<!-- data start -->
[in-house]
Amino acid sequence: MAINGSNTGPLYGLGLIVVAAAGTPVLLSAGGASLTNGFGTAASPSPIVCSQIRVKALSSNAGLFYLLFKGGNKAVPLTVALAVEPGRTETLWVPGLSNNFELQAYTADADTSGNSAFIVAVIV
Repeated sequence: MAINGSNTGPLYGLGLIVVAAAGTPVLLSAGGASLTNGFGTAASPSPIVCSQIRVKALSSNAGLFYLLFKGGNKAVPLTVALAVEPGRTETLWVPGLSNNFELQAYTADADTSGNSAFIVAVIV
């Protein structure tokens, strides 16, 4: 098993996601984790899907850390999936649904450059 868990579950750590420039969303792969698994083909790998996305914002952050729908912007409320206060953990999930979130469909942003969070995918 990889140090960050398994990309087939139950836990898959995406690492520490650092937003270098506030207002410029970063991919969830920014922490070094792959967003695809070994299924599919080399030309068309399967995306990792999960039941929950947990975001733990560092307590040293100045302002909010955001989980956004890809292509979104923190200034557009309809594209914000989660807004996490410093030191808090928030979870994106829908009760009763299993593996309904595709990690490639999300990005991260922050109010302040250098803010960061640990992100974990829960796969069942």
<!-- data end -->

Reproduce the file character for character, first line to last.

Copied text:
[in-house]
Amino acid sequence: MAINGSNTGPLYGLGLIVVAAAGTPVLLSAGGASLTNGFGTAASPSPIVCSQIRVKALSSNAGLFYLLFKGGNKAVPLTVALAVEPGRTETLWVPGLSNNFELQAYTADADTSGNSAFIVAVIV
Repeated sequence: MAINGSNTGPLYGLGLIVVAAAGTPVLLSAGGASLTNGFGTAASPSPIVCSQIRVKALSSNAGLFYLLFKGGNKAVPLTVALAVEPGRTETLWVPGLSNNFELQAYTADADTSGNSAFIVAVIV
């Protein structure tokens, strides 16, 4: 098993996601984790899907850390999936649904450059 868990579950750590420039969303792969698994083909790998996305914002952050729908912007409320206060953990999930979130469909942003969070995918 990889140090960050398994990309087939139950836990898959995406690492520490650092937003270098506030207002410029970063991919969830920014922490070094792959967003695809070994299924599919080399030309068309399967995306990792999960039941929950947990975001733990560092307590040293100045302002909010955001989980956004890809292509979104923190200034557009309809594209914000989660807004996490410093030191808090928030979870994106829908009760009763299993593996309904595709990690490639999300990005991260922050109010302040250098803010960061640990992100974990829960796969069942």